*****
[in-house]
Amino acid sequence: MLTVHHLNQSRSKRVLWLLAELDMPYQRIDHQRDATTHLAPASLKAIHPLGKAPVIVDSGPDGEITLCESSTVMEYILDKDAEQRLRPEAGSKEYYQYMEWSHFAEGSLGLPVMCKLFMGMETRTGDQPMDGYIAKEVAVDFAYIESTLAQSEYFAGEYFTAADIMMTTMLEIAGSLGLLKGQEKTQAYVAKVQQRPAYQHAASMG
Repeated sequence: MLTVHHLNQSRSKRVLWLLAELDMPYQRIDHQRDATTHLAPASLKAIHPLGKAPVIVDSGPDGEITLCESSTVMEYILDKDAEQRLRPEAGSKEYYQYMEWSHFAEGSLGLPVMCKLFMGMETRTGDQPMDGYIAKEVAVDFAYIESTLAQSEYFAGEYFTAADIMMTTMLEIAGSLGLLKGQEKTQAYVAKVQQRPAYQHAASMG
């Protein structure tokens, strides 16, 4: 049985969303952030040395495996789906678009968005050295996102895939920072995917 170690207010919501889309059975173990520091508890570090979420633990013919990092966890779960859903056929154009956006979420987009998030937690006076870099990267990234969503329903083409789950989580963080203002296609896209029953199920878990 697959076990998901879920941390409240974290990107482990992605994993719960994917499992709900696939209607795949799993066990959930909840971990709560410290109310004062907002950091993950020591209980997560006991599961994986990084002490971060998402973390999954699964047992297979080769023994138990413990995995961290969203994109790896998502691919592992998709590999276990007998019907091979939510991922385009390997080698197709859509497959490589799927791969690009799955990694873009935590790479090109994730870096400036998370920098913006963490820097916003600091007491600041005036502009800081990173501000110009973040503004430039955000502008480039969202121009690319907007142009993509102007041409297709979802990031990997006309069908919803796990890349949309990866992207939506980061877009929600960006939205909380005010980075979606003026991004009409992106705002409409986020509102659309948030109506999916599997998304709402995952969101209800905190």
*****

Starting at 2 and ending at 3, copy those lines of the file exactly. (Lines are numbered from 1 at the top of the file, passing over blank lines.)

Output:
Amino acid sequence: MLTVHHLNQSRSKRVLWLLAELDMPYQRIDHQRDATTHLAPASLKAIHPLGKAPVIVDSGPDGEITLCESSTVMEYILDKDAEQRLRPEAGSKEYYQYMEWSHFAEGSLGLPVMCKLFMGMETRTGDQPMDGYIAKEVAVDFAYIESTLAQSEYFAGEYFTAADIMMTTMLEIAGSLGLLKGQEKTQAYVAKVQQRPAYQHAASMG
Repeated sequence: MLTVHHLNQSRSKRVLWLLAELDMPYQRIDHQRDATTHLAPASLKAIHPLGKAPVIVDSGPDGEITLCESSTVMEYILDKDAEQRLRPEAGSKEYYQYMEWSHFAEGSLGLPVMCKLFMGMETRTGDQPMDGYIAKEVAVDFAYIESTLAQSEYFAGEYFTAADIMMTTMLEIAGSLGLLKGQEKTQAYVAKVQQRPAYQHAASMG